E. The Transport of Interactions - The Virtual Organization
The Internet allows for simultaneous communication and the efficient transfer of multimedia (video included) files between an unlimited number of users. This opens up a vista of mind boggling opportunities which are the real core of the Internet revolution: the virtual collaborative ("Follow the Sun") modes.
A group of musicians is able to compose music or play it - while spatially and temporally separated;
Advertising agencies are able to co-produce ad campaigns in a real time interaction;
Cinema and TV films are produced from disparate geographical spots through the teamwork of people who never meet, except through the Net.
These examples illustrate the concept of the "virtual community". Space and time will no longer hinder team collaboration, be it scientific, artistic, cultural, or an ad hoc arrangement for the provision of a service (a virtual law firm, or accounting office, or a virtual consultancy network). The intranet can also be thought of as a "virtual organization", or a "virtual business".
The virtual mall and the virtual catalogue are prime examples of spatial and temporal liberation.
In 1998, there were well over 300 active virtual malls on the Internet. In 2000, they were frequented by 46 million shoppers, who shopped in them for goods and services.
The virtual mall is an Internet "space" (pages) wherein "shops" are located. These shops offer their wares using visual, audio and textual means. The visitor passes through a virtual "gate" or storefront and examines the merchandise on offer, until he reaches a buying decision. Then he engages in a feedback process: he pays (with a credit card), buys the product, and waits for it to arrive by mail (or downloads it).
The manufacturers of digital products (intellectual property such as e-books or software) have begun selling their merchandise on-line, as file downloads. Yet, slow communications speeds, competing file formats and reader standards, and limited bandwidth - constrain the growth potential of this mode of sale. Once resolved - intellectual property will be sold directly from the Net, on-line. Until such time, the mediation of the Post Office is still required. As long as this is the state of the art, the virtual mall is nothing but a glorified computerized mail catalogue or Buying Channel, the only difference being the exceptionally varied inventory.
Websites which started as "specialty stores" are fast transforming themselves into multi-purpose virtual malls. Amazon.com, for instance, has bought into a virtual pharmacy and into other virtual businesses. It is now selling music, video, electronics and many other products. It started as a bookstore.
This contrasts with a much more creative idea: the virtual catalogue. It is a form of narrowcasting (as opposed to broadcasting): a surgically accurate targeting of potential consumer audiences. Each group of profiled consumers (no matter how small) is fitted with their own - digitally generated - catalogue. This is updated daily: the variety of wares on offer (adjusted to reflect inventory levels, consumer preferences, and goods in transit) - and prices (sales, discounts, package deals) change in real time. Amazon has incorporated many of these features on its web site. The user enters its web site and there delineates his consumption profile and his preferences. A customized catalogue is immediately generated for him including specific recommendations. The history of his purchases, preferences and responses to feedback questionnaires is accumulated in a database. This intellectual property may well be Amazon's main asset.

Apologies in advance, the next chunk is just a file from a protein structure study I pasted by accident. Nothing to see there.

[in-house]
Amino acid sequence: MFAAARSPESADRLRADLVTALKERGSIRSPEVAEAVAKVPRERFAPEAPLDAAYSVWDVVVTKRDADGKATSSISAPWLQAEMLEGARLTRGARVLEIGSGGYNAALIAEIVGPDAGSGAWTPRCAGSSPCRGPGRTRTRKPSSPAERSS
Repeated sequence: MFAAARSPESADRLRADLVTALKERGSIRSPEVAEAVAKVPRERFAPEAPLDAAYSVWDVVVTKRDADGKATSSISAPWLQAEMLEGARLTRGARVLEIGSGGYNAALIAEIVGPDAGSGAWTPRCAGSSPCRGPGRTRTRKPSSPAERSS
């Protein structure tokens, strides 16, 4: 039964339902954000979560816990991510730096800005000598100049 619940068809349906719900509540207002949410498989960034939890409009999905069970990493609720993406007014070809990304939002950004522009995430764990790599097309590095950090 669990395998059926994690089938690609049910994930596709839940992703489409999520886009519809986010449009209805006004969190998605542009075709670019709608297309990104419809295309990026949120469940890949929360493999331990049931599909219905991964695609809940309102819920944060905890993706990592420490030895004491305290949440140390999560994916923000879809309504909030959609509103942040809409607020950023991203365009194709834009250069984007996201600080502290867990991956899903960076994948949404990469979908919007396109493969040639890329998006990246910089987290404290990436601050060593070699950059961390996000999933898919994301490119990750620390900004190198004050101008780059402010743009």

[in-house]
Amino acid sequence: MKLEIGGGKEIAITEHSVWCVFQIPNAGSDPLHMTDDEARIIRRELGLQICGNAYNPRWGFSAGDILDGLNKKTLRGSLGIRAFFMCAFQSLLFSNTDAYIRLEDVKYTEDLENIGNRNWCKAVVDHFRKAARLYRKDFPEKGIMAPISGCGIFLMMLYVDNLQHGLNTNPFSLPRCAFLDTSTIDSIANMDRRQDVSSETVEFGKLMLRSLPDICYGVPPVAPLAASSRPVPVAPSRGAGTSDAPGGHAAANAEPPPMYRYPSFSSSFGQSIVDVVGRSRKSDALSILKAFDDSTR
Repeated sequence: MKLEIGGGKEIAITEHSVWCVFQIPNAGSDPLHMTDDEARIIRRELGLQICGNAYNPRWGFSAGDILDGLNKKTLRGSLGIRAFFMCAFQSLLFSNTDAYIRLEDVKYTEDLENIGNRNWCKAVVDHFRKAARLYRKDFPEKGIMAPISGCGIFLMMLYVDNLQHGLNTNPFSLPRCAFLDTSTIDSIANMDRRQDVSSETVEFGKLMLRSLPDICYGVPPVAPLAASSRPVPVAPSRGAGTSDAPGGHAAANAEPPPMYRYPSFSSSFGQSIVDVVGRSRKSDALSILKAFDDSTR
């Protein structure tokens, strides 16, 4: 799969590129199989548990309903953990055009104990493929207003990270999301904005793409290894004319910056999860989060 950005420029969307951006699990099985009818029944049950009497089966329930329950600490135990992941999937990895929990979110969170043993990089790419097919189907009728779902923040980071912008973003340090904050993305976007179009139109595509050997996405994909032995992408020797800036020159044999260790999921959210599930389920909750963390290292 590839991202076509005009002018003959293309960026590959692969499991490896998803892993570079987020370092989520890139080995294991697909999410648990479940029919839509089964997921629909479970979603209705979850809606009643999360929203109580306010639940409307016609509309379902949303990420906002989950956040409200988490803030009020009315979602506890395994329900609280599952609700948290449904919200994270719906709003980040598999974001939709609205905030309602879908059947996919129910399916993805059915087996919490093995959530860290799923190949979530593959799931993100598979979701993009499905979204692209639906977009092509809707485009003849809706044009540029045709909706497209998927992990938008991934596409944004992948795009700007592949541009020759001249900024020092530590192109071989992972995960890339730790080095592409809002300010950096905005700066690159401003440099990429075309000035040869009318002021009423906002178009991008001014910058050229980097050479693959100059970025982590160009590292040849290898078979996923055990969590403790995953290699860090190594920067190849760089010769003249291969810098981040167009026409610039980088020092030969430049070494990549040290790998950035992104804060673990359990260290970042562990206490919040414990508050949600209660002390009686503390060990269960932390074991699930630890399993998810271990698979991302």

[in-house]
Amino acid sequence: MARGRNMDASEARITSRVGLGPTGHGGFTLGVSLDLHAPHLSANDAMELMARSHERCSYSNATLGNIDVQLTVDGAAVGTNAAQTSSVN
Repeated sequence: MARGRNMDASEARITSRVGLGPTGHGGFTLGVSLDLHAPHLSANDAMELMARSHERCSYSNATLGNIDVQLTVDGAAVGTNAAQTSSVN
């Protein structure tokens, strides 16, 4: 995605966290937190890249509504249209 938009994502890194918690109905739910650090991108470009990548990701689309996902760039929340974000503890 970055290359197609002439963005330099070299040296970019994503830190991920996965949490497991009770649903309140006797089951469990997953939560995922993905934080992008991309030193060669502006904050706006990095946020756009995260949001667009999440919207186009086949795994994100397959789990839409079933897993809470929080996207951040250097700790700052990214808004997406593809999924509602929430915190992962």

There is no technological obstacles to implementing this vision today - only administrative and legal (patent) ones. Big brick and mortar retail stores are not up to processing the flood of data expected to result. They also remain highly sceptical regarding the feasibility of the new medium. And privacy issues prevent data mining or the effective collection and usage of personal data (remember the case of Amazon's "Readers' Circles").
The virtual catalogue is a private case of a new internet off-shoot: the "smart (shopping) agents". These are AI applications with "long memories".
They draw detailed profiles of consumers and users and then suggest purchases and refer to the appropriate sites, catalogues, or virtual malls.
They also provide price comparisons and the new generation cannot be blocked or fooled by using differing product categories.
In the future, these agents will cover also brick and mortar retail chains and, in conjunction with wireless, location-specific services, issue a map of the branch or store closest to an address specified by the user (the default being his residence), or yielded by his GPS enabled wireless mobile or PDA. This technology can be seen in action in a few music sites on the web and is likely to be dominant with wireless internet appliances. The owner of an internet enabled (third generation) mobile phone is likely to be the target of geographically-specific marketing campaigns, ads and special offers pertaining to his current location (as reported by his GPS - satellite Geographic Positioning System).